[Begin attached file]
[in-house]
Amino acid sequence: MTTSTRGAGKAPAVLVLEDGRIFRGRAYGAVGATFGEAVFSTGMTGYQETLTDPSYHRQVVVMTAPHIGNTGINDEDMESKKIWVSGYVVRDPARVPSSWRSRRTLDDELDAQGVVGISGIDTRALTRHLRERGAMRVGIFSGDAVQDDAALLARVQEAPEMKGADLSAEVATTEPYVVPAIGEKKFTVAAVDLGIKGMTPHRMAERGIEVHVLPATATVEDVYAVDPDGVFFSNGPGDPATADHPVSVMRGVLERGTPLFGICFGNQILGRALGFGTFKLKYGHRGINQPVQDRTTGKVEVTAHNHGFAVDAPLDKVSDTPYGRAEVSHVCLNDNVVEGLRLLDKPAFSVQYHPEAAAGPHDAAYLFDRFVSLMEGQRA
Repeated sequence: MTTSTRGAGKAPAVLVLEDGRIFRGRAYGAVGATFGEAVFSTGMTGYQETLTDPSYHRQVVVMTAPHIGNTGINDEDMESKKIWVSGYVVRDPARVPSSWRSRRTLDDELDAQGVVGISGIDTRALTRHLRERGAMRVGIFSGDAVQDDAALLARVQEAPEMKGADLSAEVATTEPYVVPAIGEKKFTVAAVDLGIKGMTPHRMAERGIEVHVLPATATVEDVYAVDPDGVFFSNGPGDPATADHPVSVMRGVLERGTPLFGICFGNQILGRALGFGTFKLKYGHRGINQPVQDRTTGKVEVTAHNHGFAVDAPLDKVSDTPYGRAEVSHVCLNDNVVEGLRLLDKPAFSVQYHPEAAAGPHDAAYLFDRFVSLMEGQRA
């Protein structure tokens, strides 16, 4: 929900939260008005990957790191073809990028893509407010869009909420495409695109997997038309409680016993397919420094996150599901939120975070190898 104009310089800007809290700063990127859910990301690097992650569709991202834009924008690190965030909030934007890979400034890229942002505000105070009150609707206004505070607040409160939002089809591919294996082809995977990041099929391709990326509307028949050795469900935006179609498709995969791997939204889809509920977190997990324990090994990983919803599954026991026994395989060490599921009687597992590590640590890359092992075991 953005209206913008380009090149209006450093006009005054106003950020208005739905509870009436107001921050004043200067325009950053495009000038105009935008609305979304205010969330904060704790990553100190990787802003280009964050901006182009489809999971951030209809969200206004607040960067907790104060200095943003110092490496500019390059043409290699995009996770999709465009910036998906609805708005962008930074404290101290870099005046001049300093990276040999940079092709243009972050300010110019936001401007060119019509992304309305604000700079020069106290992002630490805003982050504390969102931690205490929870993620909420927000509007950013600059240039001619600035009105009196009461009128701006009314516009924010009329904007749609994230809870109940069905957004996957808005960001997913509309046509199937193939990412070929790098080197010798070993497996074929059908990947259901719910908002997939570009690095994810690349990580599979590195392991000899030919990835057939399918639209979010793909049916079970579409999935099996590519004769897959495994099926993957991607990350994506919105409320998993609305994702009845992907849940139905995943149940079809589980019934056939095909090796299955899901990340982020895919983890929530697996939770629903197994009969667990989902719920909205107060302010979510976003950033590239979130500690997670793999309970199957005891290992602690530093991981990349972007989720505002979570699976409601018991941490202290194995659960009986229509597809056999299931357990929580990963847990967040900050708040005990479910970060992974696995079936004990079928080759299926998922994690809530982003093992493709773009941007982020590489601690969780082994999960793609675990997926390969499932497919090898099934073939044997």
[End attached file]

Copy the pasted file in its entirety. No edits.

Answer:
[in-house]
Amino acid sequence: MTTSTRGAGKAPAVLVLEDGRIFRGRAYGAVGATFGEAVFSTGMTGYQETLTDPSYHRQVVVMTAPHIGNTGINDEDMESKKIWVSGYVVRDPARVPSSWRSRRTLDDELDAQGVVGISGIDTRALTRHLRERGAMRVGIFSGDAVQDDAALLARVQEAPEMKGADLSAEVATTEPYVVPAIGEKKFTVAAVDLGIKGMTPHRMAERGIEVHVLPATATVEDVYAVDPDGVFFSNGPGDPATADHPVSVMRGVLERGTPLFGICFGNQILGRALGFGTFKLKYGHRGINQPVQDRTTGKVEVTAHNHGFAVDAPLDKVSDTPYGRAEVSHVCLNDNVVEGLRLLDKPAFSVQYHPEAAAGPHDAAYLFDRFVSLMEGQRA
Repeated sequence: MTTSTRGAGKAPAVLVLEDGRIFRGRAYGAVGATFGEAVFSTGMTGYQETLTDPSYHRQVVVMTAPHIGNTGINDEDMESKKIWVSGYVVRDPARVPSSWRSRRTLDDELDAQGVVGISGIDTRALTRHLRERGAMRVGIFSGDAVQDDAALLARVQEAPEMKGADLSAEVATTEPYVVPAIGEKKFTVAAVDLGIKGMTPHRMAERGIEVHVLPATATVEDVYAVDPDGVFFSNGPGDPATADHPVSVMRGVLERGTPLFGICFGNQILGRALGFGTFKLKYGHRGINQPVQDRTTGKVEVTAHNHGFAVDAPLDKVSDTPYGRAEVSHVCLNDNVVEGLRLLDKPAFSVQYHPEAAAGPHDAAYLFDRFVSLMEGQRA
């Protein structure tokens, strides 16, 4: 929900939260008005990957790191073809990028893509407010869009909420495409695109997997038309409680016993397919420094996150599901939120975070190898 104009310089800007809290700063990127859910990301690097992650569709991202834009924008690190965030909030934007890979400034890229942002505000105070009150609707206004505070607040409160939002089809591919294996082809995977990041099929391709990326509307028949050795469900935006179609498709995969791997939204889809509920977190997990324990090994990983919803599954026991026994395989060490599921009687597992590590640590890359092992075991 953005209206913008380009090149209006450093006009005054106003950020208005739905509870009436107001921050004043200067325009950053495009000038105009935008609305979304205010969330904060704790990553100190990787802003280009964050901006182009489809999971951030209809969200206004607040960067907790104060200095943003110092490496500019390059043409290699995009996770999709465009910036998906609805708005962008930074404290101290870099005046001049300093990276040999940079092709243009972050300010110019936001401007060119019509992304309305604000700079020069106290992002630490805003982050504390969102931690205490929870993620909420927000509007950013600059240039001619600035009105009196009461009128701006009314516009924010009329904007749609994230809870109940069905957004996957808005960001997913509309046509199937193939990412070929790098080197010798070993497996074929059908990947259901719910908002997939570009690095994810690349990580599979590195392991000899030919990835057939399918639209979010793909049916079970579409999935099996590519004769897959495994099926993957991607990350994506919105409320998993609305994702009845992907849940139905995943149940079809589980019934056939095909090796299955899901990340982020895919983890929530697996939770629903197994009969667990989902719920909205107060302010979510976003950033590239979130500690997670793999309970199957005891290992602690530093991981990349972007989720505002979570699976409601018991941490202290194995659960009986229509597809056999299931357990929580990963847990967040900050708040005990479910970060992974696995079936004990079928080759299926998922994690809530982003093992493709773009941007982020590489601690969780082994999960793609675990997926390969499932497919090898099934073939044997």